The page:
Trying to tackle everything about SEO (search engine optimization) on your own can be a heavy task. Google is its own beast, and trying to understand just how it works takes a lot of time, research, and testing (and they still keep secrets from us). But we have some tips for you that are a great first step on your journey toward ranking on Google.
Maybe you've heard terms like on-page optimization, keywords, page titles, meta descriptions, and so on. These can all be super relevant to ranking well for specific key phrases, and they all work together. Adding these on-page signals is foundational for showing up in the search engines for any given phrase.
Let's break it down by each type of on-page signal that you should (or shouldn't) be using, and how it can help.
A page title is information that helps search engines and internet users to know more about the page. They show up primarily in three main places:
The page title of a website page is what shows up as a clickable headline of a search engine result.
The page title is what shows up as the title on the tabs at the top of each page. This makes navigation between different pages easier.
When a web page is shared, the page title is often used as the headline of the featured snippet the social channel will share. Here's an example from one of our posts on Facebook.
A page title is a great place to include phrases that match what you want that page to rank for. Let's say you're a dentist in Los Angeles and one of the services you offer is teeth whitening. For the page title of that service's page on your website, you might use something like:
"Teeth Whitening Services in Los Angeles, CA | Dr. Smartly"
This is what people will use to determine whether to visit your website too, so make sure it is relevant to what they need and enticing enough to get them to click. If you find that your website is showing up in a lot of searches but not getting a lot of clicks, try switching up your page title and/or meta description (more on this next).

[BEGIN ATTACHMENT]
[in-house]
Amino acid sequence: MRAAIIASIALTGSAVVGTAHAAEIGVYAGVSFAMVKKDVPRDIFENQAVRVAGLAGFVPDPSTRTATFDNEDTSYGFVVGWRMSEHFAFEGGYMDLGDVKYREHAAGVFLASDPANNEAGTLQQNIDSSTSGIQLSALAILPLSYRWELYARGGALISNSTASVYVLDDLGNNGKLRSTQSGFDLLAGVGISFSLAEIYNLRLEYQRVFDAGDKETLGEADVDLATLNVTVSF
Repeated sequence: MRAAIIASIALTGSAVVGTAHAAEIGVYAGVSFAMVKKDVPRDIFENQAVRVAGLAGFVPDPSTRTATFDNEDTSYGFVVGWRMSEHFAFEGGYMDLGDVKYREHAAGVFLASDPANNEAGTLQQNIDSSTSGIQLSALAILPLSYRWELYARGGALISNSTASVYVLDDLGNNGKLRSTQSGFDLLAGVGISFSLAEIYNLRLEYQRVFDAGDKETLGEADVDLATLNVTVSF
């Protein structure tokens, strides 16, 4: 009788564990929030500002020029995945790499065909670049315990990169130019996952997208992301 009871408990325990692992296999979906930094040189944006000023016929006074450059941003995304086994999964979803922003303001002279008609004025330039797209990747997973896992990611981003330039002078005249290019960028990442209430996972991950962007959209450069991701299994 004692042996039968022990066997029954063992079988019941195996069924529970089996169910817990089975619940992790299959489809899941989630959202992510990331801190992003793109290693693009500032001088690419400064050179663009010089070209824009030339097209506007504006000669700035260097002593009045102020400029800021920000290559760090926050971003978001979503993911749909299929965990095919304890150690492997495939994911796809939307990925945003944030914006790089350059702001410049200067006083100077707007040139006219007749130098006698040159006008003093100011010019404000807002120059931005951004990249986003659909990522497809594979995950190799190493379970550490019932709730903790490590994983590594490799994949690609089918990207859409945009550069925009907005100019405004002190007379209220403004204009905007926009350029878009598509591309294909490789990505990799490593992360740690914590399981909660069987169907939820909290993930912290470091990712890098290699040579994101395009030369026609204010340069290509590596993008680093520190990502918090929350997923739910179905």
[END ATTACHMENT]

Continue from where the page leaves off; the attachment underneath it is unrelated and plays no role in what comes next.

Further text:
We have some key takeaways to keep in mind as you put your page titles together.
You don't have unlimited space in a page title. It's best to keep it under 60 characters, so make sure to only include the most important information.
What we mean by this is only use your keyword or a variation of it once. Don't overdo it like this:
"Best Teeth Whitening, Cheap Teeth Whitening, Professional Teeth Whitening..."
You'll run out of space fast, and it just starts looking spammy and unnatural. Google doesn't like it, and neither do real people (and that's who you're trying to entice).
The most important keywords should come first in your title.
Something like this:
"Dr. Smartly Performs Great Teeth Whitening Services in Los Angeles"
is not going to perform as well as our original example of:
"Teeth Whitening Services in Los Angeles, CA | Dr. Smartly"
Now if the page was a bio for Dr. Smartly, then it would make perfect sense to place his name first in the page title.
You want to put an original title on each page to help it appear for relevant searched information and to increase how many times people visit your website (click-through rate). Make sure to remove the default "Home" or "Enter Your Page Title Here" phrases and create a new page title. Make it look like you actually care about the little details and like you know what you are doing.
Meta descriptions provide a brief summary of what information will be displayed on any given page of your website. This is another important piece in acquiring clicks to your site from the search engine results.
Meta descriptions are also sometimes used as the preview text for an article or web page when shared on social media.
Pay close attention to these tips to generate the best meta descriptions for your website.